Grand Chief Ed John of the First Nations Summit speaks to a joint meeting of cabinet and aboriginal leaders in Vancouver Thursday.

Premier urged to accept aboriginal title B.C.-wide

Aboriginal leaders call for an end to costly legal tactics and a return to title negotiations derailed in 2009

Aboriginal leaders opened their meeting with the provincial cabinet Thursday by urging them to resume discussions to recognize aboriginal title instead of dragging out case after case in the courts.

Premier Christy Clark convened the special session in Vancouver Thursday after visiting the Nemiah Valley near Williams Lake, where the Tsilhqot’in Nation established title in a landmark ruling in June. Clark signed a letter of understanding with the Tsilhqot’in to work on implementing the verdict of the Supreme Court of Canada ruling, the first to acknowledge title to a specific area of what was considered Crown land.

Grand Chief Stewart Phillip of the Union of B.C. Indian Chiefs told the gathering in Vancouver that Clark’s “public platitudes” echo those of former premier Gordon Campbell in 2009 when he proposed legislation to recognize title province-wide.

That proposal caused the B.C. Business Council to “set its hair on fire” and issue “an inflammatory legal opinion” that derailed the effort, Phillip said.

In fact it was B.C. aboriginal leaders who voted the proposal down four months after it was pulled from the legislature on the eve of the 2009 B.C. election.

Grand Chief Ed John of the First Nations Summit recounted federal and provincial efforts to thwart land claims cases, from prohibiting aboriginal people from hiring lawyers in the 1920s to the tactics used in the 2007 Tsilhqot’in trial.

That trial ran for 339 days in B.C. Supreme Court, after 10 pre-trial motions by federal and provincial lawyers trying to have the case thrown out on technical grounds, John said. When that failed, Xeni Gwet’in Chief Roger William, the named plaintiff, was made to testify for 46 days and none of his testimony was used by government lawyers after that, he said.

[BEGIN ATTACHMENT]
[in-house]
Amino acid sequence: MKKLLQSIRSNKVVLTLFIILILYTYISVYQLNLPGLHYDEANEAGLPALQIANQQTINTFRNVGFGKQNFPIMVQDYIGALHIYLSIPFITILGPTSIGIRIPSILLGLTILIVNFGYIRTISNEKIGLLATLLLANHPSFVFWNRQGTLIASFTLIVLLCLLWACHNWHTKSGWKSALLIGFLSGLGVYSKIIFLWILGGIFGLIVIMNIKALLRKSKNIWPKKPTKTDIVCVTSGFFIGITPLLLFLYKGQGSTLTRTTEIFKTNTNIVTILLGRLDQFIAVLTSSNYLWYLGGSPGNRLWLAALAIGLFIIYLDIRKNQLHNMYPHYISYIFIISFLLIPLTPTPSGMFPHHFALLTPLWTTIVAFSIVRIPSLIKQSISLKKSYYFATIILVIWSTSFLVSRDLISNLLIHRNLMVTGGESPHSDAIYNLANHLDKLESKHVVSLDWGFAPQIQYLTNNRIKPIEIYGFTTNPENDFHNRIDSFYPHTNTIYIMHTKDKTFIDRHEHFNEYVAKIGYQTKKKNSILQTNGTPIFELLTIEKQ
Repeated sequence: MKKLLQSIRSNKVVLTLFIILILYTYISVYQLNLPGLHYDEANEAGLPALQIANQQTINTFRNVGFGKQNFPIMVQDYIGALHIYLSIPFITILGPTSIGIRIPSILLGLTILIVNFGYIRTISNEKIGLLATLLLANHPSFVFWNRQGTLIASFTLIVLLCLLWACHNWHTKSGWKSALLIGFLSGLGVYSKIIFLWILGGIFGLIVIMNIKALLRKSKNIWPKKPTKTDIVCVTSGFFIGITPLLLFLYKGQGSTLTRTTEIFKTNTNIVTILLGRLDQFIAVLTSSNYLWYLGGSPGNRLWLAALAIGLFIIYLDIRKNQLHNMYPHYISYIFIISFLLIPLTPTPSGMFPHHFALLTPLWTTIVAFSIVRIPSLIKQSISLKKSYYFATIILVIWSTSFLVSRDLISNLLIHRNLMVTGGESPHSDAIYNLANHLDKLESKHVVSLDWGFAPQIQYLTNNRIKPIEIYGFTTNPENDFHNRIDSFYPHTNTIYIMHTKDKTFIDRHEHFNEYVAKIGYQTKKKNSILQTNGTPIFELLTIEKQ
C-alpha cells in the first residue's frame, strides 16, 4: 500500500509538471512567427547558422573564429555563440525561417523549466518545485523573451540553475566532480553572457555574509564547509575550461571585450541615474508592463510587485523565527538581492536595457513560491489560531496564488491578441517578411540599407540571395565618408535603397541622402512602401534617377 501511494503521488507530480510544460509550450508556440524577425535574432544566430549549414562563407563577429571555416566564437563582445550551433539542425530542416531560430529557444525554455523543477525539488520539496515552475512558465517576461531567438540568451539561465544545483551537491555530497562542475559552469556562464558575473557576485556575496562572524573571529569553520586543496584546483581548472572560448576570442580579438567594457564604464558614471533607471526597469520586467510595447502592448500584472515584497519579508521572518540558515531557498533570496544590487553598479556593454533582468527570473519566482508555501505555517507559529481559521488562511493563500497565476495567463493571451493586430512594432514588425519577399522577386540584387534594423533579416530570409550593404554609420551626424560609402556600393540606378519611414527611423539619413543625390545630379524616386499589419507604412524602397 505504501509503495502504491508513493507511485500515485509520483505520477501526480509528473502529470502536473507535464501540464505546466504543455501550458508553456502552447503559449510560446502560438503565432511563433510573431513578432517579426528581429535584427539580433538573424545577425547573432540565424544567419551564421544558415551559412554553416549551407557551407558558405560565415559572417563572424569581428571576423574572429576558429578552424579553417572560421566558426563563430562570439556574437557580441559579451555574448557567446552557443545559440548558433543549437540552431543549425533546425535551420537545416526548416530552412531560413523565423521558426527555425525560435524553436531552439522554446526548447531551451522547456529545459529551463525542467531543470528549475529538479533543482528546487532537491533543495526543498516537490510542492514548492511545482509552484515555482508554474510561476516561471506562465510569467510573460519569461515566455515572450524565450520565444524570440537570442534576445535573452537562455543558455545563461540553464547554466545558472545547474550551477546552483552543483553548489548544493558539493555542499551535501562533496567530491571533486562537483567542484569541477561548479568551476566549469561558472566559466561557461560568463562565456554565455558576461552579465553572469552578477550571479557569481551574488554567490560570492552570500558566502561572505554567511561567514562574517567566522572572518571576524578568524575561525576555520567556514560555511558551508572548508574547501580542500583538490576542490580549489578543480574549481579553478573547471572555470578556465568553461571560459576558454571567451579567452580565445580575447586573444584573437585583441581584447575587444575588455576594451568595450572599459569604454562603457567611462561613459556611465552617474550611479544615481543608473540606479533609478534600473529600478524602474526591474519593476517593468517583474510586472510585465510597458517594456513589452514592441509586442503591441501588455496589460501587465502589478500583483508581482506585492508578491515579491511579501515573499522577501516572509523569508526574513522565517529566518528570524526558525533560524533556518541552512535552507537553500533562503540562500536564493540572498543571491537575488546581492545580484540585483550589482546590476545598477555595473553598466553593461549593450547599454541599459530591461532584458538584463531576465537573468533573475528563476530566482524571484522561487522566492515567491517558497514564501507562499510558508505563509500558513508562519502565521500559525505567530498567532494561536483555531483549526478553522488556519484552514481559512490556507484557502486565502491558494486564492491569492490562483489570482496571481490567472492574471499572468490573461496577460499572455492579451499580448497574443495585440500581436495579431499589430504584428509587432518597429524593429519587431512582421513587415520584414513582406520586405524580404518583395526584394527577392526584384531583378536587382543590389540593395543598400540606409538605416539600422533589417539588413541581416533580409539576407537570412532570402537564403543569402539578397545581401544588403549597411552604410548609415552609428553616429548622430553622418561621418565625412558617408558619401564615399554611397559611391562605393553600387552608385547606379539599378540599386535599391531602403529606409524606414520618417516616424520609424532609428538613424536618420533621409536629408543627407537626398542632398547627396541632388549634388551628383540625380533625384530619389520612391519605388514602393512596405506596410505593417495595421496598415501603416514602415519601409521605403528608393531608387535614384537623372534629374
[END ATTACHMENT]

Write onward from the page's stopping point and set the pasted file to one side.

Aboriginal Relations Minister John Rustad said the Tsilqot’in letter of understanding is a commitment to redress issues of the past, including the “wrongful trial and hanging of the Tsilhqot’in chiefs in 1864-65.”

 

Just Posted

Trudeau exonerates hanged war chiefs of 1864 on B.C. Tsilhqot’in title lands

Prime minister rides horseback with Chief Joe Alphonse, TNG Chairman, to Xeni Gwet’in meeting place

B.C. Legions in need of young members to continue aiding veterans into the future

Lest we forget what thousands of men and women did to fight for Canada’s freedoms – but without new membership, many Legion chapters face dwindling numbers

Rain, snowfall warnings in effect across B.C.

B.C.’s Interior set to get hit with snow while the Lower Mainland is expected to see more rain

Turn your clocks back: Daylight Saving time ends Sunday

Don’t forget to turn back your clock, change your batteries

Residents search for answers in time of high bear/human conflict

It’s been a stressful year for residents and bears in the Bella Coola Valley

VIDEO: Marvel Comics’ Stan Lee dies

Marvel co-creator was well-known for making cameo appearances in superhero movies

Surging Rangers beat visiting Canucks 2-1

Goalie Lundqvist ties Plante on all-time wins list

VIDEO: Newcomer kids see first Canadian snowfall

Children arrived in Canada with their mother and two siblings last week from Eritrea

Calgary 2026 leader expects close vote in Winter Games plebiscite

Residents to choose in a non-binding vote on Tuesday whether they want city to bid on 2026 Olympics

Feds dropped ball with WWI anniversary tributes: historians

Wrote one historian: ‘Other than the Vimy Ridge celebration … I think they have done a very bad job’

Sides ‘far apart’ in Canada Post talks despite mediation, says union

The lack of a breakthrough means rotating strikes will resume Tuesday

Feds’ appeal of solitary confinement decision in B.C. to be heard

Judge ruled in January that indefinite such confinement is unconstitutional, causes permanent harm

B.C. health care payroll tax approved, takes effect Jan. 1

Employers calculating cost, including property taxes increases

Nunavut urges new plan to deal with too many polar bears

Territory recommends a proposal that contradicts much of conventional scientific thinking

Most Read